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BMC Med. 2016 Jun 14;14:87. doi: 10.1186/s12916-016-0630-6.

Modifiable causes of premature death in middle-age in Western Europe: results from the EPIC cohort study.

Author information

1
International Agency for Research on Cancer, 69008, Lyon, France.
2
School of Public Health, Imperial College London, London, SW7 2AZ, UK.
3
Department of Hygiene and Epidemiology, University of Ioannina School of Medicine, 45110, Ioannina, Greece.
4
Department of Epidemiology and Biostatistics, School of Public Health, Imperial College London, London, SW7 2AZ, UK.
5
Centre for Research in Epidemiology and Population Health (CESP), 94805, Villejuif, France.
6
Université Paris Sud, Villejuif, France.
7
Institut Gustave Roussy, Villejuif, France.
8
Inserm, Centre for Research in Epidemiology and Population Health (CESP), 94805, Villejuif, France.
9
Division of Cancer Epidemiology, German Cancer Research Center (DKFZ), DE-69120, Heidelberg, Germany.
10
German Institute of Human Nutrition Potsdam-Rehbrücke (DifE), DE-14558, Nuthetal, Germany.
11
Danish Cancer Society Research Center, DK-2100, Copenhagen, Denmark.
12
Department of Public Health, Section for Epidemiology, Aarhus University, DK-8000, Aarhus, Denmark.
13
Public Health Directorate, 33006, Asturias, Spain.
14
Unit of Nutrition, Environment and Cancer, Cancer Epidemiology Research Program, Catalan Institute of Oncology, 08908, Barcelona, Spain.
15
Escuela Andaluza de Salud Pública, Instituto de Investigación Biosanitaria GRANADA, Hospitales Universitarios de Granada/Universidad de Granada, 18012, Granada, Spain.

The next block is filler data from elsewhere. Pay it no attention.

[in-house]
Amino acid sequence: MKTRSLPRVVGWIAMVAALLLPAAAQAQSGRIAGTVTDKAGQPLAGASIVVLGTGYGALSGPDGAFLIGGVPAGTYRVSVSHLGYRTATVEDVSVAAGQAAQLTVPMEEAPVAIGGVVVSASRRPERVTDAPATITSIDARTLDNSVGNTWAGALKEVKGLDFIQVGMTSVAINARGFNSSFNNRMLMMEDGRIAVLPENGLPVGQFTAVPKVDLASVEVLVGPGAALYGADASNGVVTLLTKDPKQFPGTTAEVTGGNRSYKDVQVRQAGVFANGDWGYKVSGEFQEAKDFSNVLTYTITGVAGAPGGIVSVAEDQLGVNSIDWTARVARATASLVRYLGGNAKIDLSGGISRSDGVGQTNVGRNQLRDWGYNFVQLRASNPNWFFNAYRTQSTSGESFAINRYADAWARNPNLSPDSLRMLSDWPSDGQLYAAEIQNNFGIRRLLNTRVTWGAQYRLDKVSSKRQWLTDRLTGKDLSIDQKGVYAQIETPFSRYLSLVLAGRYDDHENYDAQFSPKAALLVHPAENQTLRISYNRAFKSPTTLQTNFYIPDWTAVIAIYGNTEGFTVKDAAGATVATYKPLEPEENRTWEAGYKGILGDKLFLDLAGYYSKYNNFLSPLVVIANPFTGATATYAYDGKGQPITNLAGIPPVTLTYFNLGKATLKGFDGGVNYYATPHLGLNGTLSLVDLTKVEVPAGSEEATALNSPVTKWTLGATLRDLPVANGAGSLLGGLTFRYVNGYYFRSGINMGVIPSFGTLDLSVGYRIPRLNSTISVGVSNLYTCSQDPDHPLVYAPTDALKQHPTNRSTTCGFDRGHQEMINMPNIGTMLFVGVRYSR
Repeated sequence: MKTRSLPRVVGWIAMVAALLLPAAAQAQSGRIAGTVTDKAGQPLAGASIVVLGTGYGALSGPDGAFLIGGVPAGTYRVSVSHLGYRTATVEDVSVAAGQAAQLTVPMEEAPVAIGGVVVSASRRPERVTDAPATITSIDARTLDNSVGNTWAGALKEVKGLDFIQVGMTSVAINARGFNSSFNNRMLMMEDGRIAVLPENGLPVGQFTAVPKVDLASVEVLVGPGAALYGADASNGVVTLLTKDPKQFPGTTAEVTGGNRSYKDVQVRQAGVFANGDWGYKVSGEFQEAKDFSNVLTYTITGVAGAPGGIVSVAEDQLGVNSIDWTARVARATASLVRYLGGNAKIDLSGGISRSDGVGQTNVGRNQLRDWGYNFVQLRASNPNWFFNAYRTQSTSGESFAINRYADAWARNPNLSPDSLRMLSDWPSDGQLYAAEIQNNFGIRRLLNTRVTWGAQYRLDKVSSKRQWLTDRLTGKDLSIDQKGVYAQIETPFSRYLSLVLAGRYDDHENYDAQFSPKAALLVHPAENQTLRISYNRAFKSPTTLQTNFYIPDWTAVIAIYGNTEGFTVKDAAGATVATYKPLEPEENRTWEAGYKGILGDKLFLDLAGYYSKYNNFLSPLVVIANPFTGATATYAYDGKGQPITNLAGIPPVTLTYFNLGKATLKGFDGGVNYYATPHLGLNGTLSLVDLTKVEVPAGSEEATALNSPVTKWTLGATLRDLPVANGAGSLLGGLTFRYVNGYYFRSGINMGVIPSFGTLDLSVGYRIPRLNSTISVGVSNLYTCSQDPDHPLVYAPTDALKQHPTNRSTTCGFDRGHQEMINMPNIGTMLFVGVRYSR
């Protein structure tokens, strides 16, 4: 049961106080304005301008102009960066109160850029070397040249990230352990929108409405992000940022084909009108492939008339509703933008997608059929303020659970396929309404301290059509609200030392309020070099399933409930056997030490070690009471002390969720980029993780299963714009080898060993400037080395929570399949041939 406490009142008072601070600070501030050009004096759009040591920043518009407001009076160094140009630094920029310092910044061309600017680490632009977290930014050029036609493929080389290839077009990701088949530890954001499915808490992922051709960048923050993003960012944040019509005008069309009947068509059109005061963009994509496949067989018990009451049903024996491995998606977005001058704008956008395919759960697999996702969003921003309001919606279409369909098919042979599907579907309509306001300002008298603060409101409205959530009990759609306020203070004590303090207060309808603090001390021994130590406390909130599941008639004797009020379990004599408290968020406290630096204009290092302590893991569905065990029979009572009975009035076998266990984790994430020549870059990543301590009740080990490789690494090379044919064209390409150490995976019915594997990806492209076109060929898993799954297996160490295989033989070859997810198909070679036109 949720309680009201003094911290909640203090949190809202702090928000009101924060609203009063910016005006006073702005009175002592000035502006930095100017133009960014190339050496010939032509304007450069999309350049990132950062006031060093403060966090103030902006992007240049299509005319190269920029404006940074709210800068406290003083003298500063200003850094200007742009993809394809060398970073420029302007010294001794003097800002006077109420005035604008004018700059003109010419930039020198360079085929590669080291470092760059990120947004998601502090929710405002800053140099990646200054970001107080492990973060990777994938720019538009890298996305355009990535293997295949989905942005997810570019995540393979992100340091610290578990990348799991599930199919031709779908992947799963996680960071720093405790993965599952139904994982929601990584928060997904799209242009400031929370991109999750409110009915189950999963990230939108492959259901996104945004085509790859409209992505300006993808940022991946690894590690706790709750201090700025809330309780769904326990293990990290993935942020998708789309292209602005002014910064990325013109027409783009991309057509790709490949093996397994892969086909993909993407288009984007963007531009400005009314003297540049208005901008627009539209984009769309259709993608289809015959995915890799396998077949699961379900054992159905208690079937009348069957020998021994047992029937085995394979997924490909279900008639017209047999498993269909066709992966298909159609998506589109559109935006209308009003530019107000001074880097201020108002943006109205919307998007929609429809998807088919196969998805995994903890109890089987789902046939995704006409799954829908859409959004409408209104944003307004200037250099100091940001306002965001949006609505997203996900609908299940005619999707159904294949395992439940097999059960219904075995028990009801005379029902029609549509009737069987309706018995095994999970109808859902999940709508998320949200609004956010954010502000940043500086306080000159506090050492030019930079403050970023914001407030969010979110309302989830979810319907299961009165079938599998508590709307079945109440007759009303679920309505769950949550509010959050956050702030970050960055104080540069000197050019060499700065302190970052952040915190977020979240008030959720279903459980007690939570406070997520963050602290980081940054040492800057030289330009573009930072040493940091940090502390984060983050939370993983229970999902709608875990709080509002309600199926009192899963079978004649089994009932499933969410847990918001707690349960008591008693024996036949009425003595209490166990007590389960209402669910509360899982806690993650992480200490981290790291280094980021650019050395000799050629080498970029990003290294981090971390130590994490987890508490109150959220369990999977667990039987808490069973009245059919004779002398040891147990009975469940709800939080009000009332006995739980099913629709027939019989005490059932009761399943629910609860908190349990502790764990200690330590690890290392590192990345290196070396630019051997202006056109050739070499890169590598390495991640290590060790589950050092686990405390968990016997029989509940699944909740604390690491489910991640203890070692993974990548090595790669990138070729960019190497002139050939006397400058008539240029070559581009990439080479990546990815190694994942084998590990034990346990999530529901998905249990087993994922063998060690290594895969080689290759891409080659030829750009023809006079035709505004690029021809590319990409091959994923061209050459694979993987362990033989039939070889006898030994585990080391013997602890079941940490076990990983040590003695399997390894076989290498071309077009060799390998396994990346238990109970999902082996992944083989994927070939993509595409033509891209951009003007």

16
Consortium for Biomedical Research in Epidemiology and Public Health (CIBER Epidemiología y Salud Pública-CIBERESP), Madrid, Spain.
17
Public Health Division of Gipuzkoa-BIODONOSTIA, Basque Regional Health Department, 20014, Donostia - San Sebastián, Spain.
18
Department of Epidemiology, Murcia Regional Health Council, IMIB-Arrixaca, 30003, Murcia, Spain.
19
Department of Health and Social Sciences, Universidad de Murcia, Murcia, Spain.
20
Navarra Public Health Institute, 31003, Pamplona, Spain.
21
Navarra Institute for Health Research (IdiSNA) Pamplona, Pamplona, Spain.
22
School of Clinical Medicine, University of Cambridge, Cambridge, CB2 2QQ, UK.
23
MRC Epidemiology Unit, University of Cambridge, Cambridge, CB2 0SR, UK.
24
Cancer Epidemiology Unit, University of Oxford, Oxford, OX3 7LF, UK.
25
Hellenic Health Foundation, GR-115 27, Athens, Greece.
26
Department of Hygiene, Epidemiology and Medical Statistics, University of Athens Medical School, Athens, Greece.
27
Molecular and Nutritional Epidemiology Unit, Cancer Research and Prevention Institute (ISPO), 50134, Florence, Italy.
28
Epidemiology and Prevention Unit, Fondazione IRCCS Istituto Nazionale dei Tumori, 20133, Milan, Italy.
29
Cancer Registry and Histopathology Unit, "Civic - M. P. Arezzo" Hospital, ASP Ragusa, Ragusa, 97100, Italy.
30
Human Genetics Foundation (HuGeF), Torino, Italy.
31
Dipartimento di Medicina Clinica e Sperimentale, Federico II University, 80138, Naples, Italy.
32
Department for Determinants of Chronic Diseases (DCD), National Institute for Public Health and the Environment (RIVM), 3720 BA, Bilthoven, The Netherlands.